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‘Depression is not a sign of weakness’ – Jean Goulbourn

Depression can hit anyone, according to Jean Goulbourn, president of the non-profit Natasha Goulbourn Foundation (NGF).

“Even the [seemingly] happiest, like Robin Williams—he made people happy, he looked happy—but it's not about being happy,” said Goulbourn in a News to Go video Tuesday. “Pag tinamaan po kayo ng depression, para lang din kayong tinamaan ng flu. Para kayong natamaan ng dengue.”

Goulbourn urged those who may be suffering from depression to reach out and ask for help. The NGF is dedicated “to bringing depression to light” through educational lectures, confidential crisis lines and referrals to partner psychologists.

Symptoms and stigma

Goulbourn created the foundation in honor of her daughter, Natasha, who ended her life 12 years ago.

Goulbourn had no inkling that Natasha was depressed before her death. However, she acknowledged that there had been symptoms that she unfortunately did not put together at the time: her daughter's insomnia, lack of appetite, constantly saying that she'd be prettier if she lost weight. That was when Goulbourn thought of bringing Natasha to the doctor; after being given medication, Natasha often said that so many things literally lost color—the trees were no longer green, the ocean no longer blue. All became black and white in her perception.

Goulbourn founded the NGF seven years ago, five years after Natasha's death.

“Napansin ko na wala talagang organisasyon o asosasyon na nakakapagtulong o nakakapagbigay ng information sa mga tao tungkol sa itong sakit na ito,” she said.

There are a lot of mistaken assumptions about people with depression—that they're self-centered, self-indulgent, or even crazy.

“Maraming mga belief ang mga Filipino people—but [this] is not the right information na nakukuha nila,” said Goulbourn. “Ang akala nila baliw ang depression. Ang unang-unang kailangan nilang malaman ay...ang depression ay hindi baliw.”

There are many causes of depression. According to, these include:

  • Genetics
  • Abuse (physical, sexual, or emotional)
  • Certain medications
  • Conflict
  • Death or a loss
  • Major events
  • Other personal problems
  • Serious illnesses
  • Substance abuse

It is worth noting that “depression does not result from a single event, but from a combination of recent events and other longer-term or personal factors,” according to, a site that dispenses information on depression and anxiety.

Symptoms of depression include:

  • Perpetual sadness/loneliness
  • Loss of hope
  • Feeling useless
  • Loss of interest in any activity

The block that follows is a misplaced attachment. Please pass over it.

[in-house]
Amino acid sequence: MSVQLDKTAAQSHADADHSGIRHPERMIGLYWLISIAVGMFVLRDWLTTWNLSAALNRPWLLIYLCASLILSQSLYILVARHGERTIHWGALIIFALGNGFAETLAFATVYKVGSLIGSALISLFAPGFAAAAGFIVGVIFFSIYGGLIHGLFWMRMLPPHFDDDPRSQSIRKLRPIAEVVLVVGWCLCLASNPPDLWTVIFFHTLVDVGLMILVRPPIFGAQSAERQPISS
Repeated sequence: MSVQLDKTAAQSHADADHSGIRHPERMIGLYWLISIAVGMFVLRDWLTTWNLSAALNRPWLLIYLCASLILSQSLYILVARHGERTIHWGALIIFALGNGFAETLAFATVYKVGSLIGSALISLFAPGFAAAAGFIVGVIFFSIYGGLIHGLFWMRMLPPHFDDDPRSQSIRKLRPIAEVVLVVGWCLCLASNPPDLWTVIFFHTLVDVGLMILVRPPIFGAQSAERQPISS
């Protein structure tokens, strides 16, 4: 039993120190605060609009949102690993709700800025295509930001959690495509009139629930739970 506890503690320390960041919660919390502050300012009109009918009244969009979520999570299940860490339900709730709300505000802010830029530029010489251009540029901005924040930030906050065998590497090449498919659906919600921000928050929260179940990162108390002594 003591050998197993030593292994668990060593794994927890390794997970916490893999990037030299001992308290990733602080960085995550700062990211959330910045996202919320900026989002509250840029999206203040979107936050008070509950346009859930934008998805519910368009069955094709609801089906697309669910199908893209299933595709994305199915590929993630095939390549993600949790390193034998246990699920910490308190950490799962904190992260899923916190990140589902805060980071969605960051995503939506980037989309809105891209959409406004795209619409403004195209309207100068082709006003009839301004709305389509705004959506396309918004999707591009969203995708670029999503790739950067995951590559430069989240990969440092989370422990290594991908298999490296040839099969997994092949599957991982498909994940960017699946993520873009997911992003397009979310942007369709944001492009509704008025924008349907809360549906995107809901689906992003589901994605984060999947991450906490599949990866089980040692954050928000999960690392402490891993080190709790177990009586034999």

• Excessive tiredness/listlessness
  • Inability to concentrate, remember details, or make decisions
  • Insomnia (2-3 hours of sleep a day) or oversleeping (14-17 hours a day)
  • Overeating or lack of appetite
  • Thinking about suicide
  • Headaches, bodily pains, cramps, and digestive problems that don't go away even when treated

Goulbourn advised seeking professional help if you or a loved one is experiencing these symptoms consecutively over a period of three months.

More exercise, the right food

Depression can be aggravated by the changes modern life has made to our diet and regular habits. “[Y]ung pagkain natin ngayon, karamihan, de lata,” said Goulbourn. “Karamihan yung mga instant noodles—grabe ang seasoning, synthetic drug. That is the one that gives us a bodily chemical imbalance. Sa dugo lang natin, imbalanced na tayo.”

She also pointed out that for many families, honest-to-goodness communication has been replaced by too much time on laptops and cellphones for children and long hours at work for parents.

Those working night shifts, say at call centers, are also susceptible to depression.

“Normally, it's a combination of araw-araw, may nangyayari, palaging frustrated ka sa trabaho. Tapos yung hours, gabi ang trabaho mo—yun ang worst, kapag nakikinig ka sa phone at minumura ka...talagang grabe yan kasi lahat ng negative, naabsorb. So kailangan ng tao marunong magshield sa sarili niya para hindi mawala yung energy niya,” she said.

While seeking professional help and reaching out to others are important, Goulbourn advocated eating a balanced, nutritious diet and doing regular exercise, especially running every day, in order to release endorphins, the "happy" hormones.

“Yung happy feeling, yung being in love with life, being in love with yourself—makukuha natin 'yun pag every day, you are active,” she said. “Yung mabilis sa paglalakad—hindi sa shopping mall,” she joked.

She added that the foundation will be encouraging companies to open their own "hopelines" connected to the NGF so that they may gather reliable statistics for themselves.

The foundation is leaving nothing to chance, as they have also reached out to the Catholic Bishops' Conference of the Philippines with regard to talking about depression.

“Ang hinihingi ko rin sa mga pari at saka kay Cardinal Tagle na magbigay ng pastoral letter na yung mga nagpakamatay, pwedeng magkaroon ng Catholic burial,” said Goulbourn. “Yun din ang kinakatakutan ng mga parents.” — Vida Cruz/BM, GMA News

The Natasha Goulbourn Foundation's 24/7 Hopelines are (632) 804-4673 and 09175584673.